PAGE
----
Course Hero. "Main Street Study Guide." Course Hero. 29 Nov. 2017. Web. 20 Jan. 2019. <https://www.coursehero.com/lit/Main-Street/>.
Course Hero. (2017, November 29). Main Street Study Guide. In Course Hero. Retrieved January 20, 2019, from https://www.coursehero.com/lit/Main-Street/
(Course Hero, 2017)
Course Hero. "Main Street Study Guide." November 29, 2017. Accessed January 20, 2019. https://www.coursehero.com/lit/Main-Street/.
Course Hero, "Main Street Study Guide," November 29, 2017, accessed January 20, 2019, https://www.coursehero.com/lit/Main-Street/.
Carol's next project is inspired by a pleasant winter outing she and Kennicott take with the Goulds, the Clarks, they Dyers, Vida Sherwin, and others. They have a wonderful time drinking, playing charades, and amusing themselves as they seldom do at home. Carol happily suggests they continue the fun by founding the Gopher Prairie Dramatic Association, and her suggestion is met with great enthusiasm.
In preparation for her new adventure, Carol convinces Kennicott to take her to the Cosmos School of Music, Oratory, and Dramatic Art in Minneapolis to see four plays. When they arrive, Carol suddenly feels self-conscious and out of place, but they still manage to enjoy exploring the city together. The plays themselves hold only a mild interest for Kennicott, and even Carol isn't certain how much she likes some of them. But she returns home convinced that, although she herself can't visit the exotic places she saw portrayed, she will create them through her theatre group.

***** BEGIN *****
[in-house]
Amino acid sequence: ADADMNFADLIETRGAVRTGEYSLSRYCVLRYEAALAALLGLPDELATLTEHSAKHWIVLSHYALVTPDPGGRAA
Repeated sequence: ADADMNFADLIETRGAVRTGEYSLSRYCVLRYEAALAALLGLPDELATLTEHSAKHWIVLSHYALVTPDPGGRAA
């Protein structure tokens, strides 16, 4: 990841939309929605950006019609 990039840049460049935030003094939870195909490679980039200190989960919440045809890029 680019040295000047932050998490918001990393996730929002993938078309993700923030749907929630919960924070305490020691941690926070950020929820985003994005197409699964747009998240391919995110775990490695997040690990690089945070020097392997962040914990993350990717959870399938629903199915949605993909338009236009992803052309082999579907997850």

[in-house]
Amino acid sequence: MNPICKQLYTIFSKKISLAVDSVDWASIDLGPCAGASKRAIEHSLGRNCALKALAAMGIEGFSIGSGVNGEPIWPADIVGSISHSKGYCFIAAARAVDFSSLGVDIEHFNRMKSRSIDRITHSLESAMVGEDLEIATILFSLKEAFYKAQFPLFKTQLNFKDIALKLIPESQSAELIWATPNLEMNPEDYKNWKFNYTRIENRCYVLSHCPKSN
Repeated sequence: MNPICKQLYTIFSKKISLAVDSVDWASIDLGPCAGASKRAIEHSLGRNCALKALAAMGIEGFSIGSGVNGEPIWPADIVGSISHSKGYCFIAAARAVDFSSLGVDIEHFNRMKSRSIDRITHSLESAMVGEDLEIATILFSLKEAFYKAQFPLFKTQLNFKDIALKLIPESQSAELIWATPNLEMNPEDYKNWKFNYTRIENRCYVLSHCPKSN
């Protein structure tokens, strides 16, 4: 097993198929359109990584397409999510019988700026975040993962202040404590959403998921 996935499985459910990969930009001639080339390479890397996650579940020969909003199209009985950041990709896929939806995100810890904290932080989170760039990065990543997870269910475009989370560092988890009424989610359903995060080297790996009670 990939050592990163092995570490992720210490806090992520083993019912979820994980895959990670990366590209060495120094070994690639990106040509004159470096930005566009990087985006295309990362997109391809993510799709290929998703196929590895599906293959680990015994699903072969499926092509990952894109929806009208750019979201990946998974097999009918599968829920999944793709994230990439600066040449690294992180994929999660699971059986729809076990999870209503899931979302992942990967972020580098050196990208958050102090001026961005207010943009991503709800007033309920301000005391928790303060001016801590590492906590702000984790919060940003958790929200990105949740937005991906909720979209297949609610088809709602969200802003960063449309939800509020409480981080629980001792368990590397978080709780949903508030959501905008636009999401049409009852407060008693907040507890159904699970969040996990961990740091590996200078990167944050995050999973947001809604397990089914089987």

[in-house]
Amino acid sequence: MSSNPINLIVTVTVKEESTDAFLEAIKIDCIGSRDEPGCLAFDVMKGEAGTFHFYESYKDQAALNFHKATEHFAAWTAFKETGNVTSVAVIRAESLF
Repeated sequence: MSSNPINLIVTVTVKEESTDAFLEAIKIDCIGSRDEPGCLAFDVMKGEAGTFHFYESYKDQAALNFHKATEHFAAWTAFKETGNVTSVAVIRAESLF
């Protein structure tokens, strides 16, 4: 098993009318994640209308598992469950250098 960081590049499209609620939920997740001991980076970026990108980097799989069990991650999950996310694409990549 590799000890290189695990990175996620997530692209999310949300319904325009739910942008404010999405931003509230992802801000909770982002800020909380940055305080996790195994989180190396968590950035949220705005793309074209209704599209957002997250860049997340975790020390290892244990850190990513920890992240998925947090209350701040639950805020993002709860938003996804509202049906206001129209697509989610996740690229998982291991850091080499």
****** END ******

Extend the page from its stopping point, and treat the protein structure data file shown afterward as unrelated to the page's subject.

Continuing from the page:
When Carol and Kennicott go to Minneapolis, it is clear that despite her efforts, Carol has been affected by Gopher Prairie. She feels uncomfortable in the city, almost as though she had not spent years in Chicago and St. Paul. Interestingly, Kennicott is not intimidated by the city at all. He is clearly comfortable with who and what he is, and it would never occur to him to feel unsophisticated.
After seeing the plays, Carol is wistful since she realizes she will never see the exotic places depicted in the plays. But then her romantic nature takes over, and she imagines she will be able to at least simulate those adventures through theater. By this time, readers are familiar with the pattern of how Carol's dreams always seem to end in disappointment. It is difficult to say whether she is naive, an eternal optimist, or someone simply unwilling or unable to learn from experience. But it is not likely that this latest venture will turn out differently.